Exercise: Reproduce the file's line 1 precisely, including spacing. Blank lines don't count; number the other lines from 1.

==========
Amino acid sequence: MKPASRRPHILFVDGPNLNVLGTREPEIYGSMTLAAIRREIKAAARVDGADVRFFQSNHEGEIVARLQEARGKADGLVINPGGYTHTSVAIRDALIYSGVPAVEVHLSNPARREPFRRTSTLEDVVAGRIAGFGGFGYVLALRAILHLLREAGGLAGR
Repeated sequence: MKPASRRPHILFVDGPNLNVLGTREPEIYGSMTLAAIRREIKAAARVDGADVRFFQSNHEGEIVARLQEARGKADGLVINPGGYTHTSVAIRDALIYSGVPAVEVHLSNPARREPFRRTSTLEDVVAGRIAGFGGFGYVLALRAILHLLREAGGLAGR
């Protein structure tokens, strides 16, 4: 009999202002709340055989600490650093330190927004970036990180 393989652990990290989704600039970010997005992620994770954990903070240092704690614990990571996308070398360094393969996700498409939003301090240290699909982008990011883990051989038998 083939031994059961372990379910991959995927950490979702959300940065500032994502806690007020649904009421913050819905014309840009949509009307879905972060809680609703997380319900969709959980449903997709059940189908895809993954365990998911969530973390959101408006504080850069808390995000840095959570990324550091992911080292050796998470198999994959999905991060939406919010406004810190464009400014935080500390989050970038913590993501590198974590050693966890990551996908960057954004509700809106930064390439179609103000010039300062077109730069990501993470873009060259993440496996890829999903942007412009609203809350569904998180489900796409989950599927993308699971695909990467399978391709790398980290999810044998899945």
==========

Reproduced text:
Amino acid sequence: MKPASRRPHILFVDGPNLNVLGTREPEIYGSMTLAAIRREIKAAARVDGADVRFFQSNHEGEIVARLQEARGKADGLVINPGGYTHTSVAIRDALIYSGVPAVEVHLSNPARREPFRRTSTLEDVVAGRIAGFGGFGYVLALRAILHLLREAGGLAGR